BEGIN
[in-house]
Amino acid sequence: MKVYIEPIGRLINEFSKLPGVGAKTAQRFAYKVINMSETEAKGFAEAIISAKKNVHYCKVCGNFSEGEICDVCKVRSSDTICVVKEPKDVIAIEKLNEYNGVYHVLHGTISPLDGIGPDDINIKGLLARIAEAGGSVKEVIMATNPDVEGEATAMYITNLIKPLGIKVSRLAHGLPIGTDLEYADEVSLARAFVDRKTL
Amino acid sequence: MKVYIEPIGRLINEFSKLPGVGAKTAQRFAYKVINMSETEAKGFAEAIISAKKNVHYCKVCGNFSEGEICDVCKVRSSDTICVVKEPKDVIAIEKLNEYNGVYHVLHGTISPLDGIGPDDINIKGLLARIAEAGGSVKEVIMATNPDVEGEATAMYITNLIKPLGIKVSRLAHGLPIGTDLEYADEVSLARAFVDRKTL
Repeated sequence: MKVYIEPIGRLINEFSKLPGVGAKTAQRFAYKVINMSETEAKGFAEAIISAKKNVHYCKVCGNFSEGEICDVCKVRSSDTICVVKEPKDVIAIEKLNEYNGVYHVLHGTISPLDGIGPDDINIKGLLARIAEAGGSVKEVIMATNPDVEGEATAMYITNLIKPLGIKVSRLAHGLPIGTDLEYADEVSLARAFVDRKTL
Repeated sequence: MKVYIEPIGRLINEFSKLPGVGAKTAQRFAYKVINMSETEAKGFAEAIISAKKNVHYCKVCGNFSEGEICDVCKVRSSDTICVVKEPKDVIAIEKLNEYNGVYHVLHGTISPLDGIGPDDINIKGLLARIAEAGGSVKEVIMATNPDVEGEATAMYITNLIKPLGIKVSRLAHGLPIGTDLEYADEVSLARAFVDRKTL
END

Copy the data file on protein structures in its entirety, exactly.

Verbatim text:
[in-house]
Amino acid sequence: MKVYIEPIGRLINEFSKLPGVGAKTAQRFAYKVINMSETEAKGFAEAIISAKKNVHYCKVCGNFSEGEICDVCKVRSSDTICVVKEPKDVIAIEKLNEYNGVYHVLHGTISPLDGIGPDDINIKGLLARIAEAGGSVKEVIMATNPDVEGEATAMYITNLIKPLGIKVSRLAHGLPIGTDLEYADEVSLARAFVDRKTL
Amino acid sequence: MKVYIEPIGRLINEFSKLPGVGAKTAQRFAYKVINMSETEAKGFAEAIISAKKNVHYCKVCGNFSEGEICDVCKVRSSDTICVVKEPKDVIAIEKLNEYNGVYHVLHGTISPLDGIGPDDINIKGLLARIAEAGGSVKEVIMATNPDVEGEATAMYITNLIKPLGIKVSRLAHGLPIGTDLEYADEVSLARAFVDRKTL
Repeated sequence: MKVYIEPIGRLINEFSKLPGVGAKTAQRFAYKVINMSETEAKGFAEAIISAKKNVHYCKVCGNFSEGEICDVCKVRSSDTICVVKEPKDVIAIEKLNEYNGVYHVLHGTISPLDGIGPDDINIKGLLARIAEAGGSVKEVIMATNPDVEGEATAMYITNLIKPLGIKVSRLAHGLPIGTDLEYADEVSLARAFVDRKTL
Repeated sequence: MKVYIEPIGRLINEFSKLPGVGAKTAQRFAYKVINMSETEAKGFAEAIISAKKNVHYCKVCGNFSEGEICDVCKVRSSDTICVVKEPKDVIAIEKLNEYNGVYHVLHGTISPLDGIGPDDINIKGLLARIAEAGGSVKEVIMATNPDVEGEATAMYITNLIKPLGIKVSRLAHGLPIGTDLEYADEVSLARAFVDRKTL